Category Archives: Doug Harvey

Jacques Plante Thought It Would Be Nice To Have A Face

All you have to do is sit behind the net to fully understand why goaltenders wear masks. It’s not hard to figure out. They wear masks because they want to have a reasonably normal face to look at in the mirror. They also want to remain alive.

 That little black rubber puck hurts. When you sit behind the net, you see that the thing explodes off sticks, ricochets like bullets off steel and often is virtually impossible to see. It’s like batting against Nolan Ryan, and every pitch is at your head. Yes, there’s no doubt about it. A puck can do serious damage to a goalie’s movie star good looks.

 So imagine the time when goaltenders didn’t wear masks. It was a time when teeth were lost, cheekbones and noses flattened, and they lived in fear. It was rarely a problem when they could see the puck–they could handle that. It was the time when they couldn’t see it, when it was deflected or hard to find, that it became scary. Then, they knew the infirmary was only down the corridor.

 But in 1959, one goalie, against his coach’s wishes, finally put the mask on, because he was sick of looking in the mirror and seeing blood and bandages. His name was Jacques Plante, and every goaltender of every age, in every rink in every town, should say a quiet thank you to the man.

 Plante was a different kind of a guy, as goaltenders can be sometimes. He wasn’t particularly close to most of his teammates, and many wondered about his hobby. When Harvey and the Rocket and Boom Boom were playing poker and having beers, Plante was knitting scarves and sweaters. They would wonder about that. But they never had to wonder about him on the ice, because he happened to be one of the greatest of all time and he helped his team win. So they let him be with his knitting.

 But coach Toe Blake was another matter. Blake didn’t like Plante or his individual streak. He hated when the goalie would roam almost to the blueline with the puck. He didn’t understand the knitting. And there was no way in the world this coach was going to let his crazy goalie put on a mask. No way. Too cowardly.

 But Plante had been toying for awhile with different ideas and styles of facewear and would sometimes try one out in practice, probably when Blake wasn’t around. But during games, it would remain in the dressing room. It just wasn’t time.

 Everything changed in 1959 when Plante and his team were in New York. The Rangers at the time had a sharpshooter named Andy Bathgate, who had perfected one of the first slapshots, and his was like a cannon, hard and heavy. In the game, Bathgate wound up and his shot smashed into Plante’s face. The goalie was helped off the ice, spent 20 minutes in the clinic, was stitched up, and then announced he was ready to go back out. Only this time, with his sweater caked in blood, he was wearing his mask. Blake let him be, and in the games following the one in New York –with his mask on– Plante was still a star, and the mask stayed.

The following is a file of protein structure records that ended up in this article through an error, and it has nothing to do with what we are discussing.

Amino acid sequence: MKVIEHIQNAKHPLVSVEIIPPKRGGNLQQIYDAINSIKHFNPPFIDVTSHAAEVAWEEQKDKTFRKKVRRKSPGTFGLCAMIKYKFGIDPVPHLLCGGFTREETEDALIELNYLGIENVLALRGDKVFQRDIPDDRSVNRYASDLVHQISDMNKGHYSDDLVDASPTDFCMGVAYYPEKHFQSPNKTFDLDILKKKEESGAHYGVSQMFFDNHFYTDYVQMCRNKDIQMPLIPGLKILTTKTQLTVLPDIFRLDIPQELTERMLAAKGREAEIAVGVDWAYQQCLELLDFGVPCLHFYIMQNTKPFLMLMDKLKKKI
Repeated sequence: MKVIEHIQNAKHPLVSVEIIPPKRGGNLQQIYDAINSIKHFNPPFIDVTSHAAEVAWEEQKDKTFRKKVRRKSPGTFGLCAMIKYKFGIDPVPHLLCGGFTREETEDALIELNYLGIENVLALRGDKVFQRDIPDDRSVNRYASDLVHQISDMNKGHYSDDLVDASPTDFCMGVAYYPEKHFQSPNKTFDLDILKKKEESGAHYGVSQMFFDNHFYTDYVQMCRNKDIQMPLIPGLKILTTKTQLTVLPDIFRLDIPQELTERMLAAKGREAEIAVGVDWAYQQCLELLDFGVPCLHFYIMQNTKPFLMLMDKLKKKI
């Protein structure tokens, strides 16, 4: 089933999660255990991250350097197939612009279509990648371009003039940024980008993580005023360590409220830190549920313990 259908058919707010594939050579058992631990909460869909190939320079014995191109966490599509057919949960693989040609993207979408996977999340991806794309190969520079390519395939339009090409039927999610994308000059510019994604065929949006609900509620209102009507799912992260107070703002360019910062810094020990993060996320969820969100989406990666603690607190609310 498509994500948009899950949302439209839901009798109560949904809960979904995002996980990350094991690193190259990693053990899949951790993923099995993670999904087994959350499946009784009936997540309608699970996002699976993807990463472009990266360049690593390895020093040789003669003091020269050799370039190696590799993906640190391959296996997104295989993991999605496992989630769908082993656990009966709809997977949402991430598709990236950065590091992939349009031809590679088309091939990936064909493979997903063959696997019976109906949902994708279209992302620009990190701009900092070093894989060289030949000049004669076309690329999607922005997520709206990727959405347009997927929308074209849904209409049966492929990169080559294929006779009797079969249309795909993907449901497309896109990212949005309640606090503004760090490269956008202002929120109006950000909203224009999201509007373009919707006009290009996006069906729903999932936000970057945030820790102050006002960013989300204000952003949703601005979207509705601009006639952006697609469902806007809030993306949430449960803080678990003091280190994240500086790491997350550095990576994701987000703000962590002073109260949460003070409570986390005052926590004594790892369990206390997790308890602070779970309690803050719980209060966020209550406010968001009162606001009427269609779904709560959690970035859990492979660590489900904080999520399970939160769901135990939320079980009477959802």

Jacques Plante wasn’t the first to try the mask. Clint Benedict had put one on in 1930, but found it uncomfortable and quickly took it off. But Plante was the first to wear one on a permanent basis. He showed guts to defy his coach.

 But pucks hurt, and this was a goalie who was tired of that.

The Best Jobs In The World. Yes – Better Than Your Job.

1. Retired Famous Race Horse. You were Northern Dancer and Secretariat, and you were the toast of the town. You retired on top of the world and were given a fancy stable and told to get out into the field and make love to the finest fillies out there. Whenever you feel like it. Every day.

2. Guy Who Crashes Cymbals In A Symphony Orchestra. You’re in Carnegie Hall, and the horns and violins are working their way up to big crescendo. The crowd is enthralled, and then, at the precise moment, you crash your cymbals.
That’s it! And for this you get to wear an expensive tuxedo, make lots of money, and probably even sign a few programs!

3. Red Fisher. Play poker with the Rocket, Beliveau, Harvey, and Geoffrion on trains to Chicago, Boston, and the rest. Go for a cold one after the game with Lafleur, Savard, and Robinson, and talk shop. Cover the Montreal Canadiens and become just one of the boys for nearly fifty years. HE MAKES ME SICK.

4. George Martin. He’d put on his cardigan sweater, jump into a limo to take him to studios like Abbey Road, and help the Beatles weave their magic on their recordings. He was there almost from the start, and he also made zillions doing it.

5. Playboy photographer. Do I really need to explain this one?

6. Phil Pritchard. Phil’s job is to babysit the Stanley Cup, 12 months a year. He takes it all over North America and Europe so players from the winning team can show it off where they live. He brings it out onto the ice with his white gloves on when a team wins it in the final game. He’s practically married to it, and it never talks back.

Free Stuff For A Guy Who Doesn’t Need Free Stuff

Business people in Vancouver have decided to sweeten the pot for Mats Sundin, as if twenty million just might not be enough for this aging star.